Ana Nakashidze is the Deputy Chief Executive Officer of AzerTelecom and makes key technical and commercial decisions in one of the largest companies in the region. She’s often disappointed that there aren’t enough women involved in decision-making processes.
How did her story begin? How positively does she view the intensity of women’s economic activity? What advice does she have for those women who are looking for role models inside Georgia?
Hereby I present to you the story of Ana Nakashidze.
Let’s start with childhood. Who was Ana Nakashidze as a child? Did you find any motivation or aspiration during school that would interest you to continue studies in the field of technology?
I was born and raised in a rather unusual family. Both parents are physicists. My father, who had quite unconventional views, taught me the value of freedom. This level of freedom made me instinctively examine all the challenge, boundaries and restrictions that came across in my life. As a child, I wanted to become an astronaut. This is still my dream, by the way. This dream was shattered along with the Soviet Union. Looking at those turning processes, I was realizing that becoming an astronaut was an unrealistic goal. This dream, or goal, however, transformed into immense interest for science.
At some point, I switched schools and went to V.komarov Physics&Mathematics school, where my interest in science further intensified. Communication as a profession was accidental. I can clearly remember my last exam in mathematics, stress that came with it….For Komarov students, this is a familiar story. On the last exam, the Dean of the Faculty of Communication, Tamaz Kupatadze came in and talked about this profession, which ultimately had a great impact on my professional choice. This person believed in me, he saw potential in me. His advice has played a critical role in my career development. Therefore, I can confidently say that having a mentor is crucial, as they give you important directions in life.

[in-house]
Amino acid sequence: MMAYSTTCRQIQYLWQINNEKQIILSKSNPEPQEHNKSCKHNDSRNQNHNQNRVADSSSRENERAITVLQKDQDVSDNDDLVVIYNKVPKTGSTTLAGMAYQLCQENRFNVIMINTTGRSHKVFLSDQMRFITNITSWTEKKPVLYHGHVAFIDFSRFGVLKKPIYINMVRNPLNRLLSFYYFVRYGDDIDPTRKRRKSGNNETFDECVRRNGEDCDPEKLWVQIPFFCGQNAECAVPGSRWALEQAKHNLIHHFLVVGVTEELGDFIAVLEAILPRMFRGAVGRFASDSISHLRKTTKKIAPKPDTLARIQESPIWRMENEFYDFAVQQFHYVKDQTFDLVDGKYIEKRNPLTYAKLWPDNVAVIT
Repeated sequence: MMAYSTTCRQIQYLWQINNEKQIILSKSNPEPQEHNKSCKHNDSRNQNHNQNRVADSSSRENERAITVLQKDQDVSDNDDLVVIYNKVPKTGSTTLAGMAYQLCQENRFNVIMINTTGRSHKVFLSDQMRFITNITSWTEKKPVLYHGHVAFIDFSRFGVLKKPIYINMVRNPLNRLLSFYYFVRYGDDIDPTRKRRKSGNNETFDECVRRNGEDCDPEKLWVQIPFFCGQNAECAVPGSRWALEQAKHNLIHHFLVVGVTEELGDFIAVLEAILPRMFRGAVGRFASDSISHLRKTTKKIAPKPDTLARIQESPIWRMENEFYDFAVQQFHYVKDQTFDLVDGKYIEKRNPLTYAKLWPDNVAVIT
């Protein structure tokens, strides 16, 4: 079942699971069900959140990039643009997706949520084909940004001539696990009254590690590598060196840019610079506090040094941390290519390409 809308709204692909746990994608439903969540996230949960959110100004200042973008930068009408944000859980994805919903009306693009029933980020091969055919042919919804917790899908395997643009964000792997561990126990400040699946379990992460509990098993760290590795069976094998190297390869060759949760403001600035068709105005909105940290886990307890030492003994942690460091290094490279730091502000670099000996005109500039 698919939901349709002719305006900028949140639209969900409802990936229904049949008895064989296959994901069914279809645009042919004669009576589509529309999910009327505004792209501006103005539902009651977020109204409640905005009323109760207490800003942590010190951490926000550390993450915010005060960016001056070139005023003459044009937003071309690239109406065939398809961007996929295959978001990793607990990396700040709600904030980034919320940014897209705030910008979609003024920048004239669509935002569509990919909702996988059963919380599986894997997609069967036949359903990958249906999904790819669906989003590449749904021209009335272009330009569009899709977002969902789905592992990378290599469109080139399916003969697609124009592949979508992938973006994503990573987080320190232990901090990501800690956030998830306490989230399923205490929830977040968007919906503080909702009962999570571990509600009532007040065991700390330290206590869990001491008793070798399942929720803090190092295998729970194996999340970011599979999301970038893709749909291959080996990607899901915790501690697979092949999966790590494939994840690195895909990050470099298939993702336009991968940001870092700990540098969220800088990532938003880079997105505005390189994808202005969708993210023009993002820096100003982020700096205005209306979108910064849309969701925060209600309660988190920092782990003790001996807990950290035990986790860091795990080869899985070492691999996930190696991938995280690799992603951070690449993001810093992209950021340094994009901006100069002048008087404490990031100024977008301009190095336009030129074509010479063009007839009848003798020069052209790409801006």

I did an undergraduate exchange program in England at Manchester Metropolitan University, where I wrote my thesis and acquired my Bachelor’s degree. Today’s opportunities are radically different from those at the time. From water and light to information, there were no resources available. Self-development was impossible, unlike this period when there are many tools available for professional and personal development.
What has been your most important educational challenge and what do you consider to be your most valuable professional achievement?
The most important educational challenge was any failure, problem or crisis that I had to overcome. One important conclusion I can draw from my experiences is that intellectual, emotional, physical self-realization and self-improvement is key to achieving happiness. Development only happens when you leave your comfort zone and get into a crisis. Crises are my biggest assets.
You currently work for AzerTelecom. What are your specific job responsibilities?
I am now the Deputy Chief Executive Officer of AzerTelecom in Operations. My job responsibility covers the technical and commercial aspects. For example, I work for International Wholesale Internet Trading, Wholesale Internet Services, and Telecommunications Services, which supplies all companies in the group with internet access and provides their connections. For me, moving to Azerbaijan, a marketplace with different rules, was a way out of my comfort zone. When you have been working in Georgia for so many years, building a certain reputation, gaining experience and knowledge locally, you are already in the comfort zone. Therefore, when you move to a new country, self-sustaining and gaining social capital becomes a new challenge, a new stage of development.
What is the state of telecommunication services in the Georgian market and how progressive are we in this regard? What is the main challenge for Georgia in this area?